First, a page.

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Midlife Crisis at 23?

DakalDakal Registered User
edited February 2008 in Help / Advice Forum
Alright... first time I've ever done this. Bare with me.

In High school I wanted to be an engineer. I took Co-Op and found out I didnt like where I was headed. That and I didnt have the math skills for the position. I decided that Policing would be a great career and went to University and College and got a BA Honours in Criminal Justice and a College Diploma in Police Foundations.

Next, I applied to forces... they told me to get more muscular and get more experience in a round about way. So I looked for some other related jobs and nothings been tickling my fancy. I started tossing around the idea of joining the military... but then I wasnt sure... Then the Navy and I wasnt sure. Soon enough I started to run out of money and I took a job as a security guard. Pay is above average.. but still not enough, and I never get any Hours.

So, I posted my resume on a website and got a call for an Insurance Sales job. I went to their interviews, and I liked what I saw. I could make a lot of money so long as i worked hard and sold a lot of policies. So, I got that job and I'm training for it now. It should be great money but it has nothing to do with my education.

I'm also in the application process for a Border Guard position and I dont know if i want it.

So, my question to you is if any of your have gone though this... and if so, do you have any advice? I have no idea what my career goals are. I have no what I want to do, be or become involved with. I'm essentially adrift in a sea of career possibilities.

TL;DR I dont know what to do with my life, education or anything. Should I ditch my education and go with the Big Bucks sales oportunity? Try and get the job in the Border Guard where I will make less money but it will be related to my education? I dont know what to do.

Dakal on

Posts

  • The_ScarabThe_Scarab Registered User regular
    edited February 2008
    Id say stick with the education. Having decent credentials will support you for decades while the quick buck insurance job could fail tomorrow out of the blue.

    No-one can take away your education. And in modern society, well educated and experienced people can always find work. Always.

    scarab you have mental problems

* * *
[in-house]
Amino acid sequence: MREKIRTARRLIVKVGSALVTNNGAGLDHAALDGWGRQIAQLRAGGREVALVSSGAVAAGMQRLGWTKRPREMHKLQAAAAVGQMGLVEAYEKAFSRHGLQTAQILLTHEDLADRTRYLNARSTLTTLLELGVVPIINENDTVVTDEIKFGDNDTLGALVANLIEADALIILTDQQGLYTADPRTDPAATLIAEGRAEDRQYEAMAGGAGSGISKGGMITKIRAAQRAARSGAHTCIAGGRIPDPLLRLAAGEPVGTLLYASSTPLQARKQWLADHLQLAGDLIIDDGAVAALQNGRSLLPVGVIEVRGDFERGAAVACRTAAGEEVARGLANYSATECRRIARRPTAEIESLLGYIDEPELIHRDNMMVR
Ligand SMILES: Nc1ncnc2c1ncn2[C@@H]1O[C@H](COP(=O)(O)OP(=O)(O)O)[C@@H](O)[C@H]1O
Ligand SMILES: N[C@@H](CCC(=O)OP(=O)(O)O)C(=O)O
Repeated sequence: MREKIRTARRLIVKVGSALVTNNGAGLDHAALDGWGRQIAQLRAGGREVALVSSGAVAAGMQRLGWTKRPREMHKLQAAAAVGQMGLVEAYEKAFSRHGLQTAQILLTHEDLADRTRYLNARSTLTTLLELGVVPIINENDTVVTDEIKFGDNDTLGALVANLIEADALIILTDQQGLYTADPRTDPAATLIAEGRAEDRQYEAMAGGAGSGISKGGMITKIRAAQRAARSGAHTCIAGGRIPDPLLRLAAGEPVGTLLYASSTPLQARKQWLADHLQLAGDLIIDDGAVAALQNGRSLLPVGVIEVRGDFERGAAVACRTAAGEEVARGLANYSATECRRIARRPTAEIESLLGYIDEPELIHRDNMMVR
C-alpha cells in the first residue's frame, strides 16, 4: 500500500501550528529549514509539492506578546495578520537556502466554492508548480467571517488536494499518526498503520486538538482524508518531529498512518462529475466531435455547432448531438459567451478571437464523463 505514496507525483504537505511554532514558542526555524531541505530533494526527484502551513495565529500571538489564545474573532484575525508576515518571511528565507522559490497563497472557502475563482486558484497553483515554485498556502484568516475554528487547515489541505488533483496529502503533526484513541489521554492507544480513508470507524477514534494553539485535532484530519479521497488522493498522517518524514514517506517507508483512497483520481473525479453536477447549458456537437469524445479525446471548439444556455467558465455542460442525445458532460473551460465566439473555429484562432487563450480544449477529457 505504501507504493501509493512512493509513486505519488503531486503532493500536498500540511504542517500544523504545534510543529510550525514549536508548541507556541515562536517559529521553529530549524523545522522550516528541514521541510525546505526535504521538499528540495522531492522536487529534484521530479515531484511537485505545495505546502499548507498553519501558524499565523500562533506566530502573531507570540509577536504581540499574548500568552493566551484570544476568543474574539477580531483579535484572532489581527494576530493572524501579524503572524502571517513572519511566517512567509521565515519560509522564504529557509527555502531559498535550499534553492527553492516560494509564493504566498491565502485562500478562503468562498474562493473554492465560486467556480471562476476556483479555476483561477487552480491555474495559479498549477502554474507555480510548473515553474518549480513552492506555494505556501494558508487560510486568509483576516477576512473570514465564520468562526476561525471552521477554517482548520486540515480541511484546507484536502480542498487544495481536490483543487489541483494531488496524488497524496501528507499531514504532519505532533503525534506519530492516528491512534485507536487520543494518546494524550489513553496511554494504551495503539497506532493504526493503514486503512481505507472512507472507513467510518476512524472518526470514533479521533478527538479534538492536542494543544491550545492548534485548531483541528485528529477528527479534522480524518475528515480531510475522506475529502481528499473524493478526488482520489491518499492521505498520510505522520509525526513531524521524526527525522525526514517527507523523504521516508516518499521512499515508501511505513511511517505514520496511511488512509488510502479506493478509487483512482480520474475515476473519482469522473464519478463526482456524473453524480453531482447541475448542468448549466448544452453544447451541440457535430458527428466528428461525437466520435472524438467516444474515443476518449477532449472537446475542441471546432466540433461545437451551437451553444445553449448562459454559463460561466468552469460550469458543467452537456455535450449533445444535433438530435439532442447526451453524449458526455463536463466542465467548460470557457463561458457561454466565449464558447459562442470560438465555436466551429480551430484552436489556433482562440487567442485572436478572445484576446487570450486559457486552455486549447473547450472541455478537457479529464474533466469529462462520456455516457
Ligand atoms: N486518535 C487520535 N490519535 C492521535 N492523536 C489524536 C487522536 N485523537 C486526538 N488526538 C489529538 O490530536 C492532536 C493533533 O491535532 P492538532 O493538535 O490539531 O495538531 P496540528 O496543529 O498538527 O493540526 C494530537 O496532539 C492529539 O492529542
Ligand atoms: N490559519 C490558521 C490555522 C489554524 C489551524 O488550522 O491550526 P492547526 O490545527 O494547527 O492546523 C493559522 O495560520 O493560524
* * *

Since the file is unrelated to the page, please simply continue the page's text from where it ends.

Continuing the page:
• NogsNogs Crap, crap, mega crap. Registered User regular
    edited February 2008
    The feeling you are having is really quite common. It's call the Quarter-Life Crisis.

    http://en.wikipedia.org/wiki/Quarter-life_crisis

    That being said, don't think of it as 'ditching your education'. Chances are you probably wouldn't get that insurance job without having that educational history on your resume. You are hung up on whether or not you should take a job based on what you went to school for. I think what you should really be asking yourself is, do you like what you went to school for? If you ENJOY that industry, stay in it. If you feel like you are just floating around in security with no future - then change is in order.

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  • EggyToastEggyToast Registered User regular
    edited February 2008
    Most people who make money in sales do so via established companies -- they use their skills in marketing to sell useful products to interested clients. Selling insurance is typically not a career, nor a way to make money -- some people will excel at the position, the vast majority will flounder, make enough money to pad their bosses' salary (but not their own) and leave the position.

    Are you naturally persuasive? Are you good at selling things to people who aren't interested? If so, the sales thing is the right job. If not, I don't want to burst your bubble but don't go into a job starry-eyed. There are precious few starry-eyed jobs available, and those are often a matter of perspective. Say, the person who has dreamed of working on repairing deep sea oil rigs landing a job on a platform -- they're pumped. Me? I'd think it'd be hell on earth.